Yes, our priority, since we launched has been to focus on 11 to 25. So that’s what we would classify as young people. But we are seeing usage above 25, and are also doing quite a lot of work at the moment to support trainee teachers, who, the majority of whom are in that sort of early twenties bracket. But I think, yeah, it’s a bit early to be to be conclusive, but I think we we do think we’re seeing slightly different behavior in the adult space. We’ve tried to be as comprehensive as we can, because we consider all sorts of things that could improve somebody’s mental health. There are great services, charities, you know, the classic ones, but there are also apps and videos and books. And we’re finding that the adults really seem to value that that directory of resources and the fact that they can filter it so that it you know, if they were struggling with anxiety, they can filter it by anxiety. And so we suspect that there may be fewer conversations happening, you know, that the younger you are, the more less more chatter there is. And it’s looking like in the adult space, it’s, it’s a bit slower, I guess people are, are able, so to search through posts and find a post that was relevant to them, and they don’t know if we’ll need to post. So we’re still monitoring that. But we, you know, we can see that there’s just as much potential in the adult space as there is in the youth space. The other thing that we’ve we’ve very deliberately designed is that the posts are only 350 characters long. So bit like a tweet in a way. And what’s interesting, we did that we saw lots of forums where you can you have unlimited words. And it’s actually really difficult to offer somebody support when they when they prefer boasts description of their problem. Whereas by by encouraging people to be succinct, it makes it much easier for other people to offer that support the support and get to the heart of the problem. And we get lots of pushback from our users because they want to tell us their life story and we have to explain but you know, if you want if you want good support, you have to be really clear about your problem. And they tend to they tend to understand that in the end but yeah, so so we you know, we are playing and testing every with every aspect of the design of the app, everything we do. Another example is like social media. There some little buttons you can click on. But unlike social media, we’ve thought really carefully about how those little buttons or icons will affect the person’s mental health. And so we only have two, we have the MeeToo button, which is where it all started from. And so that’s how you can show empathy for another person’s post. So when you click it, it says, “me too, oh, my god, the same, I feel the same.” So it’s that sense of shared, you know, shared experience, empathy, normalization of a problem. And then in the reply section, you can click on a, “Thank you that helped me.” And that actually is a measure that we can use to monitor the impact of what we’re doing. But again, we thought really carefully about what those icons, what they should look how they should feel, how can that contribute to better mental health?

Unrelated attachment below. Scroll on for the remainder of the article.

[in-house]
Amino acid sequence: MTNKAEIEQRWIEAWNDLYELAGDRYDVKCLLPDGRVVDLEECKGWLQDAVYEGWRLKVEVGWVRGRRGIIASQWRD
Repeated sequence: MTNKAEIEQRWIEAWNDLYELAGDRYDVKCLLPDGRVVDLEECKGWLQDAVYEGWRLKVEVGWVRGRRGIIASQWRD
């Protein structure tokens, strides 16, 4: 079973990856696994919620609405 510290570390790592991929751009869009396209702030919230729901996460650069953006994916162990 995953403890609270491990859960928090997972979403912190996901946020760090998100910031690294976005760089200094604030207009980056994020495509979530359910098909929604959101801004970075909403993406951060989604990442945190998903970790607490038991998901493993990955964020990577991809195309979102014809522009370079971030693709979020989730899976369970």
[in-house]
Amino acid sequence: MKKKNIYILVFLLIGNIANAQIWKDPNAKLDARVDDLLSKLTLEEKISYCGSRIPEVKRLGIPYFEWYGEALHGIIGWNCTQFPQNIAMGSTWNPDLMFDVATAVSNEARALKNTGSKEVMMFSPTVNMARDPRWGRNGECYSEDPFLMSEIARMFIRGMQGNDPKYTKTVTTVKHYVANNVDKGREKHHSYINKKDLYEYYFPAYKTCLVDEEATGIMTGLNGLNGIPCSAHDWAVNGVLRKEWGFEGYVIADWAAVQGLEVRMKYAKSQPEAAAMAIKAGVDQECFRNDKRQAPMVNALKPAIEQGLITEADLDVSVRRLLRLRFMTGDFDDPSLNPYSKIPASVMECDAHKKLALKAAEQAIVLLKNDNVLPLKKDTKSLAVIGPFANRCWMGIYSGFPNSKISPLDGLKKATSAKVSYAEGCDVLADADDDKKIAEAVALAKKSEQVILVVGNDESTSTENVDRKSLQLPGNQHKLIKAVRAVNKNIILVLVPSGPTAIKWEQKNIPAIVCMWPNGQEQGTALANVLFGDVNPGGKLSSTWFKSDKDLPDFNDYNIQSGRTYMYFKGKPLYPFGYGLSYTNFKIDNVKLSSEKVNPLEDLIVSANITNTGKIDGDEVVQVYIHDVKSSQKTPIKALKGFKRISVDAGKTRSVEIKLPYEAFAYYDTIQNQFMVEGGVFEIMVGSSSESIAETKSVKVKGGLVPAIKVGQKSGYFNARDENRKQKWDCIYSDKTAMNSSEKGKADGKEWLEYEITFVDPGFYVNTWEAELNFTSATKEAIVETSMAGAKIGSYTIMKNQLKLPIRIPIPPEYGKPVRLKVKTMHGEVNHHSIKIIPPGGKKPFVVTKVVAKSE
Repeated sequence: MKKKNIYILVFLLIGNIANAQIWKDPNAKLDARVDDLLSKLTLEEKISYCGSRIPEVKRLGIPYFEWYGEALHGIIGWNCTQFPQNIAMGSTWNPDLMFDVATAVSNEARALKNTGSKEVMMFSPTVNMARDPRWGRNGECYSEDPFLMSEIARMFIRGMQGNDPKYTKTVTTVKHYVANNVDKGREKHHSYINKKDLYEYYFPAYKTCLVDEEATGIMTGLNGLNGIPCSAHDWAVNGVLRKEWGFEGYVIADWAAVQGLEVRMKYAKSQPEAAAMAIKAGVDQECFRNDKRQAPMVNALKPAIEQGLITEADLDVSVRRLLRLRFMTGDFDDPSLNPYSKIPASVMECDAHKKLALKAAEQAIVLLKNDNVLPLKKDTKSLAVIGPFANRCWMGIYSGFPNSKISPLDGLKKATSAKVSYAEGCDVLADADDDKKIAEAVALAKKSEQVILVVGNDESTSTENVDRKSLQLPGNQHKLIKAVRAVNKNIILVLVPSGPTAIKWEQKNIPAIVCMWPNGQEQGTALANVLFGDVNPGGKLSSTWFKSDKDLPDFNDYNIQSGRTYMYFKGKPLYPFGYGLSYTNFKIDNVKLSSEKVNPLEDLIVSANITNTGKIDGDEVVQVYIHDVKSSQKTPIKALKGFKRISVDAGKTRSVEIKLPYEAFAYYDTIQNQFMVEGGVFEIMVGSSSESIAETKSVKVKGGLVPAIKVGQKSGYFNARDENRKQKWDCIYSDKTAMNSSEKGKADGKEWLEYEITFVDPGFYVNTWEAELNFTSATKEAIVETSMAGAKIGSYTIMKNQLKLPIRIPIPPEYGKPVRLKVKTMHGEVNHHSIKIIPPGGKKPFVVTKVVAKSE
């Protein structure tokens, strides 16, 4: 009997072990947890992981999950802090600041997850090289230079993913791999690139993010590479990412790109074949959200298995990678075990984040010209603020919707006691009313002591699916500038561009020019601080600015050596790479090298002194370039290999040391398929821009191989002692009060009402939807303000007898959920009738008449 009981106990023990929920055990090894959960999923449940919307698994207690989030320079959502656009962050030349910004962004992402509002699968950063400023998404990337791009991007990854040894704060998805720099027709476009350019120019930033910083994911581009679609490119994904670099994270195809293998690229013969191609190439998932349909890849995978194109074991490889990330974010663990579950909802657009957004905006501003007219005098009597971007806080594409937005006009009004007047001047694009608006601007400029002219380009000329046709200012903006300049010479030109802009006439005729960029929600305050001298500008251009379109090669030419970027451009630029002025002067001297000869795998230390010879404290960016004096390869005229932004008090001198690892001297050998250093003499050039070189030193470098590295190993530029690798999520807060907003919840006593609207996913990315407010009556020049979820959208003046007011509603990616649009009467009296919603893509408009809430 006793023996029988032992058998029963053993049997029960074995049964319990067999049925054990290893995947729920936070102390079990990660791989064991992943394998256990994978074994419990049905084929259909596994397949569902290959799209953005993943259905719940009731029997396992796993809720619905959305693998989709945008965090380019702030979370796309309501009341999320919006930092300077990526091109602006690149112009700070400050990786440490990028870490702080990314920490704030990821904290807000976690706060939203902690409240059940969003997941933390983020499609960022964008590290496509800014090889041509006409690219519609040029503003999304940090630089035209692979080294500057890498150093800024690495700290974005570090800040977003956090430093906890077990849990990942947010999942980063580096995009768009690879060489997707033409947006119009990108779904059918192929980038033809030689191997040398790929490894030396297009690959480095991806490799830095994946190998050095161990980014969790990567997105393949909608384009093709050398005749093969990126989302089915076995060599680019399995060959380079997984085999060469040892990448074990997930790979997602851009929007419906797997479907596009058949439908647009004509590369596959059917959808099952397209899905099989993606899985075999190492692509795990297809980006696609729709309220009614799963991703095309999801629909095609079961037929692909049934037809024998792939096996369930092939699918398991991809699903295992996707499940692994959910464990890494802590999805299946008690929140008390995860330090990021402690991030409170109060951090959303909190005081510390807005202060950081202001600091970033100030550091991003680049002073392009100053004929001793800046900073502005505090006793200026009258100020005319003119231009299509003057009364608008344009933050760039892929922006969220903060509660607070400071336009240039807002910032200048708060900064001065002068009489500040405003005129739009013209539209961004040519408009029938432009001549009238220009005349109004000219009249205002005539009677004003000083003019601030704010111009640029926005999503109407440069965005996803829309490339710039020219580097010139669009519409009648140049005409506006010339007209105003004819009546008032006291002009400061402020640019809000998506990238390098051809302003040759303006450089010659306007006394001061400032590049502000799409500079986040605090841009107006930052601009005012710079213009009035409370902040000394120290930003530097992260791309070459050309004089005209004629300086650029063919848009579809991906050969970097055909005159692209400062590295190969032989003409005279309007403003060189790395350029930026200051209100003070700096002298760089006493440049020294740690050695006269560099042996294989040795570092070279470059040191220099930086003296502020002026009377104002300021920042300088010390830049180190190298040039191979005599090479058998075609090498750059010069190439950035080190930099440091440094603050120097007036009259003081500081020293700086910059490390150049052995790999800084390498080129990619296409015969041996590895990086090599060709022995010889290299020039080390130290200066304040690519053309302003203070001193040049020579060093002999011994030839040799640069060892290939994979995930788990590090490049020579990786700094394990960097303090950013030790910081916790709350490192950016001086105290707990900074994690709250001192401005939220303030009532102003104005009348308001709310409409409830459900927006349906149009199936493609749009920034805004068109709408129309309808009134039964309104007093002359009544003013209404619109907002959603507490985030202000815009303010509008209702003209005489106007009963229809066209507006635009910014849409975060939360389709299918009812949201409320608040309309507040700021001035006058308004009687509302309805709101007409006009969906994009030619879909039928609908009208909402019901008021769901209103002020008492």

Joanna Denton 15:48